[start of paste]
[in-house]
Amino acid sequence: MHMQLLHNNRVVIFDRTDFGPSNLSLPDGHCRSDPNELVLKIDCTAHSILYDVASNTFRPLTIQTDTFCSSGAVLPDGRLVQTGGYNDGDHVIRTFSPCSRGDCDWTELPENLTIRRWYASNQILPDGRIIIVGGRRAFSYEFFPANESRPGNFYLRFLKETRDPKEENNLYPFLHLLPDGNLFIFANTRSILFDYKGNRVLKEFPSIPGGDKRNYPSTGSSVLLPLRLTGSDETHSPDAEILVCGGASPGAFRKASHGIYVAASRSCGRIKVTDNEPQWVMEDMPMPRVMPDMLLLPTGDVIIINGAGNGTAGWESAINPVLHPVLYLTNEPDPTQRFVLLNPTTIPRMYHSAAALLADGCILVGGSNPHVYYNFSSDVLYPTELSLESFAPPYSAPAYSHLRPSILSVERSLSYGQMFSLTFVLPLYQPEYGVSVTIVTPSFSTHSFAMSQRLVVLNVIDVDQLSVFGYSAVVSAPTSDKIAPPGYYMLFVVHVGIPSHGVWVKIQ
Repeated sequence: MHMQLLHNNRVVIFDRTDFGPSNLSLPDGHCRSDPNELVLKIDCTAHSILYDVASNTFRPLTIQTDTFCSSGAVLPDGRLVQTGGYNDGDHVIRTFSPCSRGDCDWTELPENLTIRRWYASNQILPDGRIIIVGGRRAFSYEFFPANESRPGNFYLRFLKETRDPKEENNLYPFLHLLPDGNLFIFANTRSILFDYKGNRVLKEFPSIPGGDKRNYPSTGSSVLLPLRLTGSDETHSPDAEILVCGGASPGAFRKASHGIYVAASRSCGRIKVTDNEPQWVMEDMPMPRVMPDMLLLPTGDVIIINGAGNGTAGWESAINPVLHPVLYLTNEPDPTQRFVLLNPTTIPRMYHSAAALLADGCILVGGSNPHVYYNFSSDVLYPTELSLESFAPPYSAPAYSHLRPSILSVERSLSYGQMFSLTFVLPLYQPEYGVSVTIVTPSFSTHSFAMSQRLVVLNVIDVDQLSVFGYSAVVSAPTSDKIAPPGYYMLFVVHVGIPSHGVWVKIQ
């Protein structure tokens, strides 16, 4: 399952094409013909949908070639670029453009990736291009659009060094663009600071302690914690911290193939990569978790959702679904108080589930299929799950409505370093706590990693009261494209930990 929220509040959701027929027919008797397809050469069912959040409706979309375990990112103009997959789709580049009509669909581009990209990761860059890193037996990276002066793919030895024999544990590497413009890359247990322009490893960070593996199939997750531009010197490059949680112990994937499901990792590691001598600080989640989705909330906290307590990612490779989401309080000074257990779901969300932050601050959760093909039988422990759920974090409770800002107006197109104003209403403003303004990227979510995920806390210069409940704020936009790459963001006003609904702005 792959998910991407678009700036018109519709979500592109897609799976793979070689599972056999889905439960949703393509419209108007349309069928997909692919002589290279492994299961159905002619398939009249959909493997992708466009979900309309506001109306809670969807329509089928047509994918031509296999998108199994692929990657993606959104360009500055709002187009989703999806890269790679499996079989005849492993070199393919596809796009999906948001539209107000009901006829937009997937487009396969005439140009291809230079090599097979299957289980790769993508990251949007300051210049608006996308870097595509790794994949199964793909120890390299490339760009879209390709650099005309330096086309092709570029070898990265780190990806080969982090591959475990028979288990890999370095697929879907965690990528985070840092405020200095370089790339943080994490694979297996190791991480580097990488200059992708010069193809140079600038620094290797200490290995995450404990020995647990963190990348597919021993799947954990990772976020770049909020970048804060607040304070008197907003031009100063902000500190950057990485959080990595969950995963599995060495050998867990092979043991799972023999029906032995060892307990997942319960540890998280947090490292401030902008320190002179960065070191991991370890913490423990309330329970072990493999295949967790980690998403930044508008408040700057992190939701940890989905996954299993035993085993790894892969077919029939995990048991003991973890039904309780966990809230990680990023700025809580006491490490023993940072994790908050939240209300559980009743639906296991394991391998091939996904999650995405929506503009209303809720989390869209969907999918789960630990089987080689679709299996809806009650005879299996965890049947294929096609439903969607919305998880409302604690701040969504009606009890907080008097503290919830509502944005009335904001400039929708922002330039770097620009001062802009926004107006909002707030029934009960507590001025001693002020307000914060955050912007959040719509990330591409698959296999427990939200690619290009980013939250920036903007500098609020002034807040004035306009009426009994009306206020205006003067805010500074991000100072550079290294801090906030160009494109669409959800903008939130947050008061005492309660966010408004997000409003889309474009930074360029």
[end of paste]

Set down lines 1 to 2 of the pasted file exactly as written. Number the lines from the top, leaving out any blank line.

[in-house]
Amino acid sequence: MHMQLLHNNRVVIFDRTDFGPSNLSLPDGHCRSDPNELVLKIDCTAHSILYDVASNTFRPLTIQTDTFCSSGAVLPDGRLVQTGGYNDGDHVIRTFSPCSRGDCDWTELPENLTIRRWYASNQILPDGRIIIVGGRRAFSYEFFPANESRPGNFYLRFLKETRDPKEENNLYPFLHLLPDGNLFIFANTRSILFDYKGNRVLKEFPSIPGGDKRNYPSTGSSVLLPLRLTGSDETHSPDAEILVCGGASPGAFRKASHGIYVAASRSCGRIKVTDNEPQWVMEDMPMPRVMPDMLLLPTGDVIIINGAGNGTAGWESAINPVLHPVLYLTNEPDPTQRFVLLNPTTIPRMYHSAAALLADGCILVGGSNPHVYYNFSSDVLYPTELSLESFAPPYSAPAYSHLRPSILSVERSLSYGQMFSLTFVLPLYQPEYGVSVTIVTPSFSTHSFAMSQRLVVLNVIDVDQLSVFGYSAVVSAPTSDKIAPPGYYMLFVVHVGIPSHGVWVKIQ